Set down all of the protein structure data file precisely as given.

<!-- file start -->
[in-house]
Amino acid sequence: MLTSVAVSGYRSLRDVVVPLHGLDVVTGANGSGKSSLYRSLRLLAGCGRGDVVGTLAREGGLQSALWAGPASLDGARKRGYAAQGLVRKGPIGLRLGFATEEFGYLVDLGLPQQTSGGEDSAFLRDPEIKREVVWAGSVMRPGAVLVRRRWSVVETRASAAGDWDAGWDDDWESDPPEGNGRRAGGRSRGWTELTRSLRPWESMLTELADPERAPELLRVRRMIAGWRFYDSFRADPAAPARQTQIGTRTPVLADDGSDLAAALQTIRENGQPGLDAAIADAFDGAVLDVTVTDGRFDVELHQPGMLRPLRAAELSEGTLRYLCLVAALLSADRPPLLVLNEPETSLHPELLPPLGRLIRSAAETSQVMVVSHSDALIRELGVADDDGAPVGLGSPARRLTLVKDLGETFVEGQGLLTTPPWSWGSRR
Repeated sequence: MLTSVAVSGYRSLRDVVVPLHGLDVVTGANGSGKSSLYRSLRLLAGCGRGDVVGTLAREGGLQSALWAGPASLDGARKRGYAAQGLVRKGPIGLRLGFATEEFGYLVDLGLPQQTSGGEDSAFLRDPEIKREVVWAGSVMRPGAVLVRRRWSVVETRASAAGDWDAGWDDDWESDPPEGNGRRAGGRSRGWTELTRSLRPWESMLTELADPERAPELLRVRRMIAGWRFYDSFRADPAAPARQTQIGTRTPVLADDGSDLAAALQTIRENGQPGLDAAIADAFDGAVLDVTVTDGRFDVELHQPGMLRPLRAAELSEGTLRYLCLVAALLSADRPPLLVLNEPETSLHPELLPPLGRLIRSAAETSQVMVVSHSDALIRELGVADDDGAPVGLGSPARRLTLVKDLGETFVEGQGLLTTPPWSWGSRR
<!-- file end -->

[in-house]
Amino acid sequence: MLTSVAVSGYRSLRDVVVPLHGLDVVTGANGSGKSSLYRSLRLLAGCGRGDVVGTLAREGGLQSALWAGPASLDGARKRGYAAQGLVRKGPIGLRLGFATEEFGYLVDLGLPQQTSGGEDSAFLRDPEIKREVVWAGSVMRPGAVLVRRRWSVVETRASAAGDWDAGWDDDWESDPPEGNGRRAGGRSRGWTELTRSLRPWESMLTELADPERAPELLRVRRMIAGWRFYDSFRADPAAPARQTQIGTRTPVLADDGSDLAAALQTIRENGQPGLDAAIADAFDGAVLDVTVTDGRFDVELHQPGMLRPLRAAELSEGTLRYLCLVAALLSADRPPLLVLNEPETSLHPELLPPLGRLIRSAAETSQVMVVSHSDALIRELGVADDDGAPVGLGSPARRLTLVKDLGETFVEGQGLLTTPPWSWGSRR
Repeated sequence: MLTSVAVSGYRSLRDVVVPLHGLDVVTGANGSGKSSLYRSLRLLAGCGRGDVVGTLAREGGLQSALWAGPASLDGARKRGYAAQGLVRKGPIGLRLGFATEEFGYLVDLGLPQQTSGGEDSAFLRDPEIKREVVWAGSVMRPGAVLVRRRWSVVETRASAAGDWDAGWDDDWESDPPEGNGRRAGGRSRGWTELTRSLRPWESMLTELADPERAPELLRVRRMIAGWRFYDSFRADPAAPARQTQIGTRTPVLADDGSDLAAALQTIRENGQPGLDAAIADAFDGAVLDVTVTDGRFDVELHQPGMLRPLRAAELSEGTLRYLCLVAALLSADRPPLLVLNEPETSLHPELLPPLGRLIRSAAETSQVMVVSHSDALIRELGVADDDGAPVGLGSPARRLTLVKDLGETFVEGQGLLTTPPWSWGSRR